3.) Leave notes in the margins. If something in the writing pulls you out of the story, make note of it. If a scene deeply impacts you, mark that down too.
4.) Underline words or phrases that are new to you. Expand your vocabulary!
#6. Keep a journal
This might be a small notebook you keep in your pocket or purse. (Remember to have a writing utensil handy...) This tip is all about keeping your mind in a state of creativity and observation.
- Mark down natural dialog that strikes you as interesting..(Maybe once you've moved on from the conversation. Might makes things weird if you're taking notes while talking.)
- When you're commuting or at the park or wherever, practice writing descriptions of the things you observe.
- Write down interesting character descriptions based on people you see.
The possibilities are endless. Journal away!
The wealth of resources for writers on Youtube is honestly mind blowing. And the range of experience is equally crazy. You'll find short, concise videos focused on specific aspects of writing, and you'll also find hour long lectures by famous authors.
All I can really say is go do a search on YouTube for whatever it is you want to learn, and you'll likely stumble upon more videos than you can watch in one sitting. Grab a notebook!
I learned so much this way and continue to watch videos on a regular basis. I also spent time on iTunes U.
And check out SkillShare.
The bottom line is, if you want to learn it, you can find a resource online. You've got this.
#4. Build relationships with other writers
This goes hand in hand with the earlier tip of engaging in groups and social media, but the difference here is you want to find a few writer friends with whom there is mutual trust.
In college, professors analyze their students' writing. They make notes, correct sentence structure and challenge ideas, suggest changes and praise work well done.
This is an important part of our growth as writers. You need to build relationships with a few trusted writers a little farther along than you (Take your time with this. Be sure.) so that they can read your work and give you honest critiques.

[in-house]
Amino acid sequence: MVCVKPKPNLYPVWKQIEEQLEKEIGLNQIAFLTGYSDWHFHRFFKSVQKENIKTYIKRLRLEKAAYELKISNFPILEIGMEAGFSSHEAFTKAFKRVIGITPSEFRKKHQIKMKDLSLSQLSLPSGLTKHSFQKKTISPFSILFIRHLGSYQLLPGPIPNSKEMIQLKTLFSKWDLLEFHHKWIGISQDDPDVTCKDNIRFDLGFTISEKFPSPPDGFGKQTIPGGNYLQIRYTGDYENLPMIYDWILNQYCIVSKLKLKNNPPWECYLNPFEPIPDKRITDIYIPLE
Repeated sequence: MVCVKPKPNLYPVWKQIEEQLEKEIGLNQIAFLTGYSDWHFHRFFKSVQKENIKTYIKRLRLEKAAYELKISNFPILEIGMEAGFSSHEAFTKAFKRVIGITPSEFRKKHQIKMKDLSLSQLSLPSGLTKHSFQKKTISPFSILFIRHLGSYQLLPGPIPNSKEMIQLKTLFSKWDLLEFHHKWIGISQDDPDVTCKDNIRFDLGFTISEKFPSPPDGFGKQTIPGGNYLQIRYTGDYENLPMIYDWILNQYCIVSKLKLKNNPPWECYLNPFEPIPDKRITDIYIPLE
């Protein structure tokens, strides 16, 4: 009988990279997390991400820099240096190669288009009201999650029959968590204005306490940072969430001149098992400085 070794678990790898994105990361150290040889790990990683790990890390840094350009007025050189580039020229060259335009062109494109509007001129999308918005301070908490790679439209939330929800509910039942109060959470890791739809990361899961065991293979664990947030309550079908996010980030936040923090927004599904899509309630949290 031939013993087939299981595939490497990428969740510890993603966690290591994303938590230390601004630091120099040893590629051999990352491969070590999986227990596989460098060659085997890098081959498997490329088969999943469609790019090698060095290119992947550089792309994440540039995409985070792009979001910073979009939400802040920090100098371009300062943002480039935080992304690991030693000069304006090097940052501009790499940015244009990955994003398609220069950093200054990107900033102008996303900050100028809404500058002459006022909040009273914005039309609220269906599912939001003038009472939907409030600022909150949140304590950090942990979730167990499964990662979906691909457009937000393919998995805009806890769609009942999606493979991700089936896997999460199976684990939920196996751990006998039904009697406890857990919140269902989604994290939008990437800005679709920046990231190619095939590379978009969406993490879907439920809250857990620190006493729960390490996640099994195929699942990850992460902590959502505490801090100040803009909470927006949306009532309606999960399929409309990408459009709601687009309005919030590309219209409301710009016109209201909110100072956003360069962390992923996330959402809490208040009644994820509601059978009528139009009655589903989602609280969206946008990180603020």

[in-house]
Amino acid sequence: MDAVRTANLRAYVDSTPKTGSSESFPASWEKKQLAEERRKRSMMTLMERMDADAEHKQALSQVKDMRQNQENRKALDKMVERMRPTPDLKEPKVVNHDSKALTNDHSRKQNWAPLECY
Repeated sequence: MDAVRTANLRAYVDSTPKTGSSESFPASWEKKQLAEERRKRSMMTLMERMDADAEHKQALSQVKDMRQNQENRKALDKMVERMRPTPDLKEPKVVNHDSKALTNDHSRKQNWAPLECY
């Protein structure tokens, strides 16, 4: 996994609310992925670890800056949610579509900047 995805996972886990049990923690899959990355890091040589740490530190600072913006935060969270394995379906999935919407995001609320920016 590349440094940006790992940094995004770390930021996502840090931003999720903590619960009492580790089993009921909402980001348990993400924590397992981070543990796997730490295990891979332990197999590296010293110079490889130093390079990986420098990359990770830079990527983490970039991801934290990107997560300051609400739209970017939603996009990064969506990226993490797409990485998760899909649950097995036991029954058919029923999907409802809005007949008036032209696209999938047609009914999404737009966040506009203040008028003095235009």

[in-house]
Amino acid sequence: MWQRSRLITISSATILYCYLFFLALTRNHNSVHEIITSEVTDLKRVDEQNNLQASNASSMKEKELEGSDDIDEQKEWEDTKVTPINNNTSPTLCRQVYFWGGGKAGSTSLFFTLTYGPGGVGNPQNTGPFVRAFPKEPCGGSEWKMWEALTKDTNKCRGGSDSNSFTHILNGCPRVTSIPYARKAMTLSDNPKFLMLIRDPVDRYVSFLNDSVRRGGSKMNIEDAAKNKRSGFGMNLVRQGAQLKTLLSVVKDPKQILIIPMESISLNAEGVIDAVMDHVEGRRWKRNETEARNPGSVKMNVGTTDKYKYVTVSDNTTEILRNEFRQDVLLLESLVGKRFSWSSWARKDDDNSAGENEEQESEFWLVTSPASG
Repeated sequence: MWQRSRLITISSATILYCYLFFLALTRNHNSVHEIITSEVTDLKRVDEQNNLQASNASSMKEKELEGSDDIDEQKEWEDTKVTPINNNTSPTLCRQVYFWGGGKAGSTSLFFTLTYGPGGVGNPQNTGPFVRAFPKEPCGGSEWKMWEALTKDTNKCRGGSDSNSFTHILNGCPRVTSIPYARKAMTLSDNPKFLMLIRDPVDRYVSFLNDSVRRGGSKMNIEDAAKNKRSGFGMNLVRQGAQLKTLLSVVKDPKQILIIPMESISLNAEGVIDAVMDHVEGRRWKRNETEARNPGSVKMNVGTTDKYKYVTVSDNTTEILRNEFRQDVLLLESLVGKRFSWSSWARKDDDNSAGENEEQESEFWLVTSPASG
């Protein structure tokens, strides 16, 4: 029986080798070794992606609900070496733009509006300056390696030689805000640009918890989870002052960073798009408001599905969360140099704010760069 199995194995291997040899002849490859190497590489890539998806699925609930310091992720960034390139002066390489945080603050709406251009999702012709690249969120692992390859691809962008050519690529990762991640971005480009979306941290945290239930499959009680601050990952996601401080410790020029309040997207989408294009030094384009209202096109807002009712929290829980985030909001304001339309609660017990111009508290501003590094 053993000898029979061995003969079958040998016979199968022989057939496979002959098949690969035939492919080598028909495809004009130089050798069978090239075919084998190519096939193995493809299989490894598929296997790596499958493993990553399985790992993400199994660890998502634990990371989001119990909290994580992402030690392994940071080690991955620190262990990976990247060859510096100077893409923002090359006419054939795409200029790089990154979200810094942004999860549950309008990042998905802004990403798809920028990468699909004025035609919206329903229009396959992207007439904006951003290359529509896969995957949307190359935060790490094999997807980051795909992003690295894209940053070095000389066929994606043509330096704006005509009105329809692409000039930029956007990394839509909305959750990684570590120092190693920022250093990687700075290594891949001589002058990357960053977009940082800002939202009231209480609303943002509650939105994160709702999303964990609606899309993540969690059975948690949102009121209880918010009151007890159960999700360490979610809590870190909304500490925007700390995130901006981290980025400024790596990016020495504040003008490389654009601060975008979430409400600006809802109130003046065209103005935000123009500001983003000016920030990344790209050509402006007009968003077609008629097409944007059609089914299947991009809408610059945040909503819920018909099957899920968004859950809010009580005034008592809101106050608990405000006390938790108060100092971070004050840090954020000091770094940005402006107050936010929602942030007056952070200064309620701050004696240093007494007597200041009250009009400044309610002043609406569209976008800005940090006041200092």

Which leads us to #3...
Learn to embrace constructive criticism. This might be hard at first.
Creative writing is deeply personal. But a critique partner who truly has your best interest at heart will be frank with you about where your writing is weak and what areas you need to grow in. They'll offer tips and suggestions to strengthen and tighten your prose. And a really good partner will highlight the lines and scenes you NAILED.
Be vulnerable. It's the only way we grow. At this point, if I receive a manuscript back with minimal edits or notes, I'm genuinely disappointed.
#2. Study dialogue.
I'm making a point of this, because bad dialogue has the power to kill a strong plot. Likewise, clever, witty, or otherwise dynamic dialogue might keep a reader engaged in what is actually a weak and hole-ridden story. (God forbid, right??) It's so important, IMO, that you should start thinking about this from the beginning.
Highlight dialogue in books you're reading to study. Use one color for weak, unnatural dialogue, and another for the good stuff. The stuff that makes you laugh or cry or turn the page. Read it out loud.
I can't stress this enough: natural, realistic dialogue is essential to telling a compelling story.
Can you guess?
Do not wait for inspiration, and don't stop if you find the first few writing attempts are horrible. When I first started taking writing seriously, I bought a ton of legal pads and would sit for hours in the evening scratching out stories and scenes. (I looked cracked.)
Also, don't worry if your work greatly resembles that of your favorite authors in the beginning. That's completely natural. You'll find your own voice in time, when it counts.
Choose a daily word count goal that fits your lifestyle. Maybe 500 words. 1000 or 2000. Whatever's reasonable for you starting out. That number will change as time goes on.
There are SO MANY MORE TIPS to share, and I'll do so in a later post.